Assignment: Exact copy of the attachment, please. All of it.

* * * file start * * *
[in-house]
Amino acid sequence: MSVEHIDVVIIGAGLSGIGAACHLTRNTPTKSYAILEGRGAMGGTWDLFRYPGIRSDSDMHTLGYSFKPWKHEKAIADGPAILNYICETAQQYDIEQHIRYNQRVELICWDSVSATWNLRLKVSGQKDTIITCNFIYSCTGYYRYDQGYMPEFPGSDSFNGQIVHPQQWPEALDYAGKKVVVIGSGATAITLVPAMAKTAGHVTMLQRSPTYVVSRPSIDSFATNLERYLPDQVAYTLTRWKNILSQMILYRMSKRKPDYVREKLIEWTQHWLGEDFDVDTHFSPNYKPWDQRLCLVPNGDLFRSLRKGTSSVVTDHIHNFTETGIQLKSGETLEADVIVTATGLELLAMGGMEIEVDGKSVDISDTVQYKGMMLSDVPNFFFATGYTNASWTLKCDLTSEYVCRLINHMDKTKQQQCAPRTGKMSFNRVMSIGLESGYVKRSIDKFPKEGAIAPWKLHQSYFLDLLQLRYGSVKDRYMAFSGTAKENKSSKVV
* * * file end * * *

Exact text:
[in-house]
Amino acid sequence: MSVEHIDVVIIGAGLSGIGAACHLTRNTPTKSYAILEGRGAMGGTWDLFRYPGIRSDSDMHTLGYSFKPWKHEKAIADGPAILNYICETAQQYDIEQHIRYNQRVELICWDSVSATWNLRLKVSGQKDTIITCNFIYSCTGYYRYDQGYMPEFPGSDSFNGQIVHPQQWPEALDYAGKKVVVIGSGATAITLVPAMAKTAGHVTMLQRSPTYVVSRPSIDSFATNLERYLPDQVAYTLTRWKNILSQMILYRMSKRKPDYVREKLIEWTQHWLGEDFDVDTHFSPNYKPWDQRLCLVPNGDLFRSLRKGTSSVVTDHIHNFTETGIQLKSGETLEADVIVTATGLELLAMGGMEIEVDGKSVDISDTVQYKGMMLSDVPNFFFATGYTNASWTLKCDLTSEYVCRLINHMDKTKQQQCAPRTGKMSFNRVMSIGLESGYVKRSIDKFPKEGAIAPWKLHQSYFLDLLQLRYGSVKDRYMAFSGTAKENKSSKVV